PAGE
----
Prescription Compliance and Type II Diabetes Management

27.04.2016
Share article

With the availability of a variety of medicines and therapies, as well as educational programs geared at helping patients understand the long-term health risks of diabetes, medical compliance is key to reducing risk factors. There are three measurable considerations that impact prescription compliance for diabetic patients.

The World Health Organization (WHO) has reported that adherence to long-term therapies for chronic illnesses (including diabetes) averages less than 50% globally. This means, less than half of the individuals diagnosed with a long-term and life-threatening disease comply with the care instructions provided by their physicians; and several are without access to regular physician and prescription drugs.

Most patients would want to follow the doctor’s advice, take medication, and avoid complications, and compliance continues to be the largest contributing factor to long-term health management for diabetics. If it were as simple as eating fewer carbohydrates and taking medicines regularly, every diabetic’s health would be well-managed with reduced long-term risk factors. Social policies must address the complex psychology and challenges to manage chronic illnesses, particularly diabetes, which experts predict will impact 552 million people globally by 2030.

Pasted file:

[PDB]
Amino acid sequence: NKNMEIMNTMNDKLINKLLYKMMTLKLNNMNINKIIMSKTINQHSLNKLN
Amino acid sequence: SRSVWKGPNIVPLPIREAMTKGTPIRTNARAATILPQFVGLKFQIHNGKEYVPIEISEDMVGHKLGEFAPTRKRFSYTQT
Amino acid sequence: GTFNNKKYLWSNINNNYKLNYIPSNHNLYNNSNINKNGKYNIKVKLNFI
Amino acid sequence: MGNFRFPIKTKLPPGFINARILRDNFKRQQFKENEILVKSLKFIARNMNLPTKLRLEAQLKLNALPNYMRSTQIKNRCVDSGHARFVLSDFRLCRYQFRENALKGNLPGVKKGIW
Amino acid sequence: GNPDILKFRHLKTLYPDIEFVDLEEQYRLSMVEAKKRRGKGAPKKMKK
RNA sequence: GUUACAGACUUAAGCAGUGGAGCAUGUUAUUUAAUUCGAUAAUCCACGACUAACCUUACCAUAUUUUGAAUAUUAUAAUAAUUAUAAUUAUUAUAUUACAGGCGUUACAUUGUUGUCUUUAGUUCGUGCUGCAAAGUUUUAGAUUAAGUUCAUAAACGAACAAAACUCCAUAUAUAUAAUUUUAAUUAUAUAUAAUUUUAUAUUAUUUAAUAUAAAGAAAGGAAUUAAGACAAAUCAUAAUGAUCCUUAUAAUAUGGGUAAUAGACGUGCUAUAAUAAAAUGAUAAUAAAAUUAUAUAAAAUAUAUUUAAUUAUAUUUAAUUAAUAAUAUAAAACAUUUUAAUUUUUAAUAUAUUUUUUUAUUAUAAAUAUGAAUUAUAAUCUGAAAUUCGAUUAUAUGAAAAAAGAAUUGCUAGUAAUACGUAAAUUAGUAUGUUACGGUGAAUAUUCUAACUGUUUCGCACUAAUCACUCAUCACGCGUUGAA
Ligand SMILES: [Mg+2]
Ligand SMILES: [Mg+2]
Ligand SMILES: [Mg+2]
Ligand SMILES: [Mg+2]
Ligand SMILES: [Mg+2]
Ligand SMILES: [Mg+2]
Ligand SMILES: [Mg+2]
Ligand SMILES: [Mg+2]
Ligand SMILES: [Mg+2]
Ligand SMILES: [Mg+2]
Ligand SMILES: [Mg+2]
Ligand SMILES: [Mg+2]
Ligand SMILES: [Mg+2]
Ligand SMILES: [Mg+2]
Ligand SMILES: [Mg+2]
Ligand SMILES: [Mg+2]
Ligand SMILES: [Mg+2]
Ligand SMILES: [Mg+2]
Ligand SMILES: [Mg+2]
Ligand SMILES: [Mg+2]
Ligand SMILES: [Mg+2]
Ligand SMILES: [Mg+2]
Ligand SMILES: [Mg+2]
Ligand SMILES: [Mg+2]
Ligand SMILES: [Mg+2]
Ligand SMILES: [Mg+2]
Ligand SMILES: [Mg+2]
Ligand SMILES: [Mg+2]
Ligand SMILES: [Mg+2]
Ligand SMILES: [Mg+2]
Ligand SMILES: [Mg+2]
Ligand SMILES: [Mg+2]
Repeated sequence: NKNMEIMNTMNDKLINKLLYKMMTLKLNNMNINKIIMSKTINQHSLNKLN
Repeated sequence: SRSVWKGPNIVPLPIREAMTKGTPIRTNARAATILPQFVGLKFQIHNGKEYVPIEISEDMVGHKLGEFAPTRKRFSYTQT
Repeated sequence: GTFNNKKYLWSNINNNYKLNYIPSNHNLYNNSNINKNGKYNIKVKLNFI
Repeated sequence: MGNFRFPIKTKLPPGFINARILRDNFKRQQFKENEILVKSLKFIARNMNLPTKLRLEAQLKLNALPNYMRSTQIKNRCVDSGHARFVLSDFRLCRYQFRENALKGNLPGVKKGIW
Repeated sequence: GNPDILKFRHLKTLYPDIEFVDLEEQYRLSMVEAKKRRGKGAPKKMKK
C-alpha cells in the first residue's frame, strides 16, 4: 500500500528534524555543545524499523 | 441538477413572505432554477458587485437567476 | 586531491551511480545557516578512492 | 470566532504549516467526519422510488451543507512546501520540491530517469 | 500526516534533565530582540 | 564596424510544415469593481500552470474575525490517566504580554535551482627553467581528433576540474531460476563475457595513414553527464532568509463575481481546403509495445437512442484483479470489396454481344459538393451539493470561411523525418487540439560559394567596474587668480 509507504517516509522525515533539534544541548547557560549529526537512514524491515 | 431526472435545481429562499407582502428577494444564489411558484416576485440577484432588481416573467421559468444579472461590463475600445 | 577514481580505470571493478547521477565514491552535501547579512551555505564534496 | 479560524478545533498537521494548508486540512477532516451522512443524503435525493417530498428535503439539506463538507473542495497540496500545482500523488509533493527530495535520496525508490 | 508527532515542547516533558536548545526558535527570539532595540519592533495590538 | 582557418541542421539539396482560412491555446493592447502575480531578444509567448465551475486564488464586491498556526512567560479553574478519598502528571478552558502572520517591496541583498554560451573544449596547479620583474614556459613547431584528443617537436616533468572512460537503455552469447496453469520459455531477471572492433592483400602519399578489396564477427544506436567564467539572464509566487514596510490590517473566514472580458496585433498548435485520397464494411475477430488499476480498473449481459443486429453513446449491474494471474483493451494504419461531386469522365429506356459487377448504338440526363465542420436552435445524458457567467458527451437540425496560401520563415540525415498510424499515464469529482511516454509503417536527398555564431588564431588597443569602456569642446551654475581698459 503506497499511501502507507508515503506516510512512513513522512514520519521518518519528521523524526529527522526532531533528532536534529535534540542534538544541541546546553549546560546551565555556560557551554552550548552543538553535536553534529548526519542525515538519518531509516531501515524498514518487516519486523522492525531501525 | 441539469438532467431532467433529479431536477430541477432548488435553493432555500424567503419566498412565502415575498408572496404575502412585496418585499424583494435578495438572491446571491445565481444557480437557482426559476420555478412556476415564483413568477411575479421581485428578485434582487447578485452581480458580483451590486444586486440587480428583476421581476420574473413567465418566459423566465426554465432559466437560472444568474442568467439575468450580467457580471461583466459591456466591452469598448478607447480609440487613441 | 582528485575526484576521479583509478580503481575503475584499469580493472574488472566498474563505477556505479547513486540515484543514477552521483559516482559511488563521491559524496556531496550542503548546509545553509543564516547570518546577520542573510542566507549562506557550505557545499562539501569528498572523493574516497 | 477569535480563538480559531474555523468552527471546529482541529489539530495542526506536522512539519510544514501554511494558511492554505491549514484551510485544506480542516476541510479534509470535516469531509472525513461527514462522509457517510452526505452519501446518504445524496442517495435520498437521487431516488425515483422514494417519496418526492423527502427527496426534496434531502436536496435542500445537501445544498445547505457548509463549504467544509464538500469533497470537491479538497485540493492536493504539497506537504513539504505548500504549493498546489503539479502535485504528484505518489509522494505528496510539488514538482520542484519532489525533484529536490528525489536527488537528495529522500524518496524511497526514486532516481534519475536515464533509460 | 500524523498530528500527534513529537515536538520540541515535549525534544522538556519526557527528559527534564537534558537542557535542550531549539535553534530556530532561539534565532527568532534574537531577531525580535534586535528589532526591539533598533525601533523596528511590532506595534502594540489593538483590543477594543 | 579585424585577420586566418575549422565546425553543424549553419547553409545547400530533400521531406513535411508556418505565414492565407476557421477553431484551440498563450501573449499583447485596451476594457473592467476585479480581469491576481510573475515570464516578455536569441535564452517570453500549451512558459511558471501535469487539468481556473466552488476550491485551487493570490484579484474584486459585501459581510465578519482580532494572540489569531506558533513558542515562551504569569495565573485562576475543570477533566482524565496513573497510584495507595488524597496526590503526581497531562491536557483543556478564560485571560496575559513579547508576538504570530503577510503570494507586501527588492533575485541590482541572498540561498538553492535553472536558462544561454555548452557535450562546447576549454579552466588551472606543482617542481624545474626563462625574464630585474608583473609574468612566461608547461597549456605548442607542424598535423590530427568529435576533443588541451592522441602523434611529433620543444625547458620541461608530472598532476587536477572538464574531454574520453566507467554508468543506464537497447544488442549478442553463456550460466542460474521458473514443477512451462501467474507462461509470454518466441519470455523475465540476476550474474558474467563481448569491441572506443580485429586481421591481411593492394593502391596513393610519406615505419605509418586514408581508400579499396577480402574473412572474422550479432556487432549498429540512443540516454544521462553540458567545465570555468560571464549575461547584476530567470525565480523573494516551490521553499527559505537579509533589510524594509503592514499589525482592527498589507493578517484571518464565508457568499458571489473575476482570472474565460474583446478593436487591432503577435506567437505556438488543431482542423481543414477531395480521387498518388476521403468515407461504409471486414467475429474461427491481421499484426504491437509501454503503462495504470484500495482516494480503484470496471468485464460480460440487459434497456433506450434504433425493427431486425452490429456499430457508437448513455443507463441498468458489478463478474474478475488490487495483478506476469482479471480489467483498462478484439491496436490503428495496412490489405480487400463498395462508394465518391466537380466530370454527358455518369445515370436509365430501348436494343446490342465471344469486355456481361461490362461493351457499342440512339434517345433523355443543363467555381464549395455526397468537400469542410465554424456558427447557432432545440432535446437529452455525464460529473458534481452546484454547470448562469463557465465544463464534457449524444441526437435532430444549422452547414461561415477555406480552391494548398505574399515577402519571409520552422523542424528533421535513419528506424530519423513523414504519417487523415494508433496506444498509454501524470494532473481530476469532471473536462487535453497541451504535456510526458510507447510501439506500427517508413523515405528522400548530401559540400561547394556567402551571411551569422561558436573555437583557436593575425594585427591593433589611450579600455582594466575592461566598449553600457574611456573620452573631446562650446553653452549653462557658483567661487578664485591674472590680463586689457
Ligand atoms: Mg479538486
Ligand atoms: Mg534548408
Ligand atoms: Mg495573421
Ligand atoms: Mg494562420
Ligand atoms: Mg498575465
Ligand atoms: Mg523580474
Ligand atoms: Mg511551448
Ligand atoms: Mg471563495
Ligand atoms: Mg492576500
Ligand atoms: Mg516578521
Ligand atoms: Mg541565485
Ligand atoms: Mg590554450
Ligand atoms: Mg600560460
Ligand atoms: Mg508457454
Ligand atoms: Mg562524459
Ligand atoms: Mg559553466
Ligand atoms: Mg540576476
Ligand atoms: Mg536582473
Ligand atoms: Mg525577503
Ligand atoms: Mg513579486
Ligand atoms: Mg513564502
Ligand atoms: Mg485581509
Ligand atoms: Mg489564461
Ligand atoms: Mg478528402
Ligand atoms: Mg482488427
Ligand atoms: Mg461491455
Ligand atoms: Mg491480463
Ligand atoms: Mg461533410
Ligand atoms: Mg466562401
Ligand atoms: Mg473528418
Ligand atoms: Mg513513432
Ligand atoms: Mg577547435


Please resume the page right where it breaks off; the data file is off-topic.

Challenges that Impact Patient Prescription Adherence
With the availability of a variety of medicines and therapies, as well as educational programs geared at helping patients understand the long-term health risks of diabetes, medical compliance is key to reducing risk factors. There are three measurable considerations that impact prescription compliance for diabetic patients.

1. Economic
Several medicines are effective in regulating blood glucose, along with lifestyle changes that promote a healthy and consistent Body Mass Index (BMI) score. The most common prescription drug used is Metformin, coupled with other glucose regulators such as Glimepiride (Amaryl).  There are many oral medicines that can be prescribed as part of the oral drug therapy for Type 2 diabetes. Over time, physicians may recommend several companion drugs to achieve glucose-control in the patient.

Some of the newer pharmaceuticals available for Type 2 Diabetics are expensive. The cost of some drugs range from $400 to over $500 per month.  A prescription medical plan may cost a patient about $60 per month in prescription co-pay, but for an individual who does not have a comprehensive medical insurance plan, some of the best alternatives automatically become unaffordable. This can mean trying different affordable medicines in higher dosages, with a greater out-of-pocket expense for the patient.
According to research reviewed in ‘The economic burden of diabetes in India: a review of the literature’ by Charles AK Yesudian, Mari Grepstad, Erica Visintin and Alessandra Ferrario, the cost of patient management in India is rapidly accelerating.

“In 2012, 60% of all deaths in India were due to non-communicable diseases (NCDs) including cardiovascular diseases, chronic respiratory diseases, cancer and diabetes.” In India, rapid urbanization of culture, increased affluence, and changing fitness and diet habits, combined with increased life expectancy have increased the Disability Adjusted Life Years (DALYs) for patients to 43%.